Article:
Voices: The problem with personality assessments

Enneagram figure showing nine personality types according to the Enneagram of Personality. (Image by Peter Hermes Furian / Bigstock.com)

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In college, I took a spiritual gifts test before going on a mission trip. When I received my results, I flipped out. My spiritual gift was knowledge.

Questions rattled through my mind about whether I had any real skills which could impact people rather than the ability to tell random Bible facts no one cared about.

I went through a season where I really wrestled with this. I asked friends if they thought this was true. I brought it up at church and asked my spiritual mentors about it.

I had an identity crisis. Is this really who I am? Is this the only thing God has made me to be? Why can’t I have a gift like empathy that could impact more lives?

Not just a number

This past fall, I started attending classes at Truett Seminary. Like a massive tornado that hit our campus, everyone was talking about the Enneagram. People at church and school were discussing their numbers with each other. It seemed like everyone was asking me, “What’s your number?”

For those who don’t know, the Enneagram is a personality assessment that ascribes a number on a scale of one to nine to individuals based on how they act in certain situations. It isn’t unlike the Myers-Briggs 16-type personality test I took in college.

Today, the Enneagram is blowing up. There are Enneagram classes and seminars people can attend. If you search online, multiple websites pop up with online surveys so you can know your type.

Honestly, I don’t get it.

A few years ago, I ate tests like that up. It’s easy to wrap your identity into one category. But, where I am now, I believe that personality assessments do nothing more than compartmentalize people into nice and neat categories that fail to show the bigger picture of who each individual is as made in the image of God.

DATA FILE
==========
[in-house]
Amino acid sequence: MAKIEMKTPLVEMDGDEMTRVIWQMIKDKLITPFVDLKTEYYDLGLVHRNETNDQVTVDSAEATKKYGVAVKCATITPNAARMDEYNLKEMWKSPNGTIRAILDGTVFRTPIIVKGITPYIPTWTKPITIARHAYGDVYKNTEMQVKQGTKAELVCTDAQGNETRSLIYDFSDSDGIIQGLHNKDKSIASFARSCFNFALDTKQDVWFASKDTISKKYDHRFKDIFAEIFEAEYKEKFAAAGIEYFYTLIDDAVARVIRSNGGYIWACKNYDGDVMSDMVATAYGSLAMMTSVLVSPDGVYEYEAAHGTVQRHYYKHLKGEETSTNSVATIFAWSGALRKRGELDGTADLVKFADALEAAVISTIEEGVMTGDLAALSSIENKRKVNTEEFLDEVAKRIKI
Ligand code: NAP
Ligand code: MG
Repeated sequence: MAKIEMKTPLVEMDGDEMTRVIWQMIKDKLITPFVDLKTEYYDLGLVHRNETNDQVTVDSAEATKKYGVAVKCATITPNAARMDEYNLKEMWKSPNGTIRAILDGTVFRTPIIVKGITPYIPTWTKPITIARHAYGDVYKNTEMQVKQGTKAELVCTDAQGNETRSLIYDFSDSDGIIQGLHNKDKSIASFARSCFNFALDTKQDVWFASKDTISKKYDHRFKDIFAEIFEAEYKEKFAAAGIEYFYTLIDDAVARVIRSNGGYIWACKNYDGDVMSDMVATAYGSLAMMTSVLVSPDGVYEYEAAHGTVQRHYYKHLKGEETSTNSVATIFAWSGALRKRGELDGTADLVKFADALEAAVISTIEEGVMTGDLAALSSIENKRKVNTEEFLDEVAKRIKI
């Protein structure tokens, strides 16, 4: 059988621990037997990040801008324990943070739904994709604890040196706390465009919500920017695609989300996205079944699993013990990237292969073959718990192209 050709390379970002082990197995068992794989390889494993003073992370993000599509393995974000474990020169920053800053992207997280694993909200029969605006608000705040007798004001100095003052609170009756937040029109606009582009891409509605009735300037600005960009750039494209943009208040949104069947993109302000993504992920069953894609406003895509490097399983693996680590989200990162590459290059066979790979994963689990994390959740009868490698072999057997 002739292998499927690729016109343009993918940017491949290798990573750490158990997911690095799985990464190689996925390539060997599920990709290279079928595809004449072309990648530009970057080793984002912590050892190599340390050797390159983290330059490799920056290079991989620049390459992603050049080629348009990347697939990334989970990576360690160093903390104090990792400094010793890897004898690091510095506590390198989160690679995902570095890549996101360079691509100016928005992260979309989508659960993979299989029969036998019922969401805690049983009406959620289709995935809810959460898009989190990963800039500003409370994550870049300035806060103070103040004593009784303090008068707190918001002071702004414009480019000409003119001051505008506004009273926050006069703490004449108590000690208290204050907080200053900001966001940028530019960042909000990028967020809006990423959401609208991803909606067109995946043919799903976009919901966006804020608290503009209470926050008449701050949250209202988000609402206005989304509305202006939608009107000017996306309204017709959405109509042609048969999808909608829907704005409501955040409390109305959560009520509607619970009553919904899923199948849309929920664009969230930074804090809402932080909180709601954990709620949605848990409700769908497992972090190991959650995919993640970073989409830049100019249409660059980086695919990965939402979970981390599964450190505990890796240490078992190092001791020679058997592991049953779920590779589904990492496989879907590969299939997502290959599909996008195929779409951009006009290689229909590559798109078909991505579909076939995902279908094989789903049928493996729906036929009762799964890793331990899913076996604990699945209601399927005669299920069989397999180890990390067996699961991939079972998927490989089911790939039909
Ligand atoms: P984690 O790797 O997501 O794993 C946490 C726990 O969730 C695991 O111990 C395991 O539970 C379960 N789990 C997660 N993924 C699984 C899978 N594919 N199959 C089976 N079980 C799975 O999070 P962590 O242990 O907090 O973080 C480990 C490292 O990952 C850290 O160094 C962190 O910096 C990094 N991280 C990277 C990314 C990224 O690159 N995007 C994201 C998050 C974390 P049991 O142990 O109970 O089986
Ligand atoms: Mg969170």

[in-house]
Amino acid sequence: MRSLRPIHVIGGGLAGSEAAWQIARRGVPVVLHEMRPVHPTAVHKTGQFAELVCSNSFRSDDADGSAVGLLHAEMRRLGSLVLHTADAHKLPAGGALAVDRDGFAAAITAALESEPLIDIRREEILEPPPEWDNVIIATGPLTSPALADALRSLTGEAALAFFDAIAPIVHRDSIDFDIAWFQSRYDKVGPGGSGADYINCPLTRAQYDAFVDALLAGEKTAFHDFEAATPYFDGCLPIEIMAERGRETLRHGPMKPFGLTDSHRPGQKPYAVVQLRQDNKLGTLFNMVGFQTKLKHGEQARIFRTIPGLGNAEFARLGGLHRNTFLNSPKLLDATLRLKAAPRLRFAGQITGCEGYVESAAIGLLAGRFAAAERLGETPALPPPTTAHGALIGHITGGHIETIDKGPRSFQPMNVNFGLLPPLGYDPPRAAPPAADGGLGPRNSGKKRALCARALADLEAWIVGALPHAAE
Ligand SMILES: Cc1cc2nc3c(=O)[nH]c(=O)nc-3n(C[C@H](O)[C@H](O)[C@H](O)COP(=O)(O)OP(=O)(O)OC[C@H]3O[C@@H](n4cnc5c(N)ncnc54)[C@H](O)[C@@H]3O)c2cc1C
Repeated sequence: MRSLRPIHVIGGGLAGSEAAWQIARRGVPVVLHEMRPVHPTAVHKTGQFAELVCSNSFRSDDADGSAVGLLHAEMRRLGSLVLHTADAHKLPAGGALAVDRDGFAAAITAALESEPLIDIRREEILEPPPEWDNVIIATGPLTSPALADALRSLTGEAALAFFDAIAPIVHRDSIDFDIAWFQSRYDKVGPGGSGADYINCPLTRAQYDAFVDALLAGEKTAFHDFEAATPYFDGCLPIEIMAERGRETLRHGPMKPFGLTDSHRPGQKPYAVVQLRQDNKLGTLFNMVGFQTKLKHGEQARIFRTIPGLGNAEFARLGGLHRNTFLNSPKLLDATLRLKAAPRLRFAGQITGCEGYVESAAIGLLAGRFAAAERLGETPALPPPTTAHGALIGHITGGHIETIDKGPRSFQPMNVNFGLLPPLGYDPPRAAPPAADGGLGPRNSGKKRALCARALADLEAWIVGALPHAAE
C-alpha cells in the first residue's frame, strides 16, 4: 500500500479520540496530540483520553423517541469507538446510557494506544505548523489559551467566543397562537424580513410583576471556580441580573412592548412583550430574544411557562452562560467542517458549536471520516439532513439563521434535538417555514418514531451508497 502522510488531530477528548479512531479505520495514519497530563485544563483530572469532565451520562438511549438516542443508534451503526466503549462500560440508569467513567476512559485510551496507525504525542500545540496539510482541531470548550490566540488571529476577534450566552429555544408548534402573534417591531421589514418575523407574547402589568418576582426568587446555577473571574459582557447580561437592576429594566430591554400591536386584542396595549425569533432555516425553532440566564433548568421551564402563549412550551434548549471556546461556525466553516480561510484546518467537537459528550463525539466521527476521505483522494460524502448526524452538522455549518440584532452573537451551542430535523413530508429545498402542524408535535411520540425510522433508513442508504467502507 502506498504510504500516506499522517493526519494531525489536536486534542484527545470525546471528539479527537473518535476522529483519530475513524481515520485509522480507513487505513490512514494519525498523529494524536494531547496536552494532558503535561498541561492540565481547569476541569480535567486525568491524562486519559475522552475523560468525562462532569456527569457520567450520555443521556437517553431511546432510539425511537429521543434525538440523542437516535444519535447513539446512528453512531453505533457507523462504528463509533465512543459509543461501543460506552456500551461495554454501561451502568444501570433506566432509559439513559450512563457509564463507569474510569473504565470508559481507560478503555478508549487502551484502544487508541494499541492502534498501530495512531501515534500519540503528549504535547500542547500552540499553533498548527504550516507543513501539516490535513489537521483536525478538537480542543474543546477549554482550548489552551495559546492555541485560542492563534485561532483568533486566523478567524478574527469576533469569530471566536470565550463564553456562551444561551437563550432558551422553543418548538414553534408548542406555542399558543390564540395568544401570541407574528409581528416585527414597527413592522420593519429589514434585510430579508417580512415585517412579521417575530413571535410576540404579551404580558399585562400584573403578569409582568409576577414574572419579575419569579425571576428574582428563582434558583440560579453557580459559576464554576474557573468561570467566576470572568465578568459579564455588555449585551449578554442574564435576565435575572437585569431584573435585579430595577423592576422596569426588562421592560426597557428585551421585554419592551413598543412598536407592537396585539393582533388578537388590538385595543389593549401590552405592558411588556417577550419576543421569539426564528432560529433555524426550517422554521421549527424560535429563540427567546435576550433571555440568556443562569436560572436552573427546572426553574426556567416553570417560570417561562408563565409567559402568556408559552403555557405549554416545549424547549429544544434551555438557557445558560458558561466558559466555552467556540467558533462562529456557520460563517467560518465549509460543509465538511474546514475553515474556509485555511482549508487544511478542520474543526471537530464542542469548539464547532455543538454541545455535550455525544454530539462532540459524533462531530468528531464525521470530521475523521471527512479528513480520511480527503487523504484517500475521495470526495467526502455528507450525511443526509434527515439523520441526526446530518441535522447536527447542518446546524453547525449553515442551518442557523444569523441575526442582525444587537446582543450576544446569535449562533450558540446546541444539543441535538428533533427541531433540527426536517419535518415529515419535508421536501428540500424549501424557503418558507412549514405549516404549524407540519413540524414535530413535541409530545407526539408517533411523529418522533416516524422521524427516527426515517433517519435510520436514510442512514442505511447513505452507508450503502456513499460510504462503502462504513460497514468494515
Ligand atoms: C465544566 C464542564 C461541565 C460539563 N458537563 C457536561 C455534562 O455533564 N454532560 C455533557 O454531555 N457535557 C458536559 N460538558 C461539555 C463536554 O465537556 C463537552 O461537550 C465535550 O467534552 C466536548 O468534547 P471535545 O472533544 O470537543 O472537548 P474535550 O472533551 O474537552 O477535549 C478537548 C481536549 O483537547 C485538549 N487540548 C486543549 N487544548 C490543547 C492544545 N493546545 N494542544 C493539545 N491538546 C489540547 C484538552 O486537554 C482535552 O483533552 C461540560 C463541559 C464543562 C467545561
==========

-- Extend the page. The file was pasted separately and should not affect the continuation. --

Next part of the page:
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For instance, when I was really into Myers-Briggs, I thought I probably wouldn’t get along with certain people because my type clashes with theirs.

Is that truly seeing others as being made in God’s image?

Who are you, really?

I realized that I don’t need assessments because I already know who I am in Christ. When I took the spiritual gifts exam, I failed to acknowledge that reality. All I became at that moment was what I’m good at and what I’m not so good at.

Why wrap identity in an assessment rather than realities found in Scripture?

We should be looking to the Bible to point to the realities of who we are rather than assessments, which give too narrow of a view of each individual.

I’ve heard people argue the necessity of assessments like the Enneagram, saying that they are meant to show your flaws so you can work on them. I understand this sentiment, but the only real way to see your flaws is to be formed in the way of Christ, to know Christ intimately and to seek to know Christ more in a community of believers, which reveals the flaws each and every one has. It is only in that community where our flaws can be rooted out to shape us more into Christ.

My wife recently read a Facebook post by a friend who said she was struggling to discover her Enneagram number. What I’d like to say to anyone in that position is that it really doesn’t matter.

Take hold of Scripture. That is who you are.

You are a child of God, more than a conqueror, made in God’s image and likeness, redeemed by the atoning work of Christ on the cross—and on and on it goes.

Daniel Harris is an M. Div. student at Baylor’s George W. Truett Theological Seminary and recent graduate of Howard Payne University. He is interested in international missions and loves learning about different cultures, faiths and languages.

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